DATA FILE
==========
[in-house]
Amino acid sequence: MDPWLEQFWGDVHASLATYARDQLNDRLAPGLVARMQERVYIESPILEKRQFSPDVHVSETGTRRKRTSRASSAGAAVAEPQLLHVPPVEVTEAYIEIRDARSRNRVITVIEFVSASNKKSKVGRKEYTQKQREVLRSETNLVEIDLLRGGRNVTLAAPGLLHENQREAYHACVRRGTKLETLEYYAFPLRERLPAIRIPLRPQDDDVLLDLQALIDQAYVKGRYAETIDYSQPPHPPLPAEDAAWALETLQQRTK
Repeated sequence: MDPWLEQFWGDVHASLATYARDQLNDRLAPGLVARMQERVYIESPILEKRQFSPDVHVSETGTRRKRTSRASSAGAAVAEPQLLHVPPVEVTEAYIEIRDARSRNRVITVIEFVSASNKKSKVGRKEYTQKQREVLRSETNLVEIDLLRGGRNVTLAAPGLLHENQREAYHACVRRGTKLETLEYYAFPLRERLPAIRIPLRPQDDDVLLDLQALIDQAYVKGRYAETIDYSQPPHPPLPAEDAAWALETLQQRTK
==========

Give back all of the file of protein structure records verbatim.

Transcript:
[in-house]
Amino acid sequence: MDPWLEQFWGDVHASLATYARDQLNDRLAPGLVARMQERVYIESPILEKRQFSPDVHVSETGTRRKRTSRASSAGAAVAEPQLLHVPPVEVTEAYIEIRDARSRNRVITVIEFVSASNKKSKVGRKEYTQKQREVLRSETNLVEIDLLRGGRNVTLAAPGLLHENQREAYHACVRRGTKLETLEYYAFPLRERLPAIRIPLRPQDDDVLLDLQALIDQAYVKGRYAETIDYSQPPHPPLPAEDAAWALETLQQRTK
Repeated sequence: MDPWLEQFWGDVHASLATYARDQLNDRLAPGLVARMQERVYIESPILEKRQFSPDVHVSETGTRRKRTSRASSAGAAVAEPQLLHVPPVEVTEAYIEIRDARSRNRVITVIEFVSASNKKSKVGRKEYTQKQREVLRSETNLVEIDLLRGGRNVTLAAPGLLHENQREAYHACVRRGTKLETLEYYAFPLRERLPAIRIPLRPQDDDVLLDLQALIDQAYVKGRYAETIDYSQPPHPPLPAEDAAWALETLQQRTK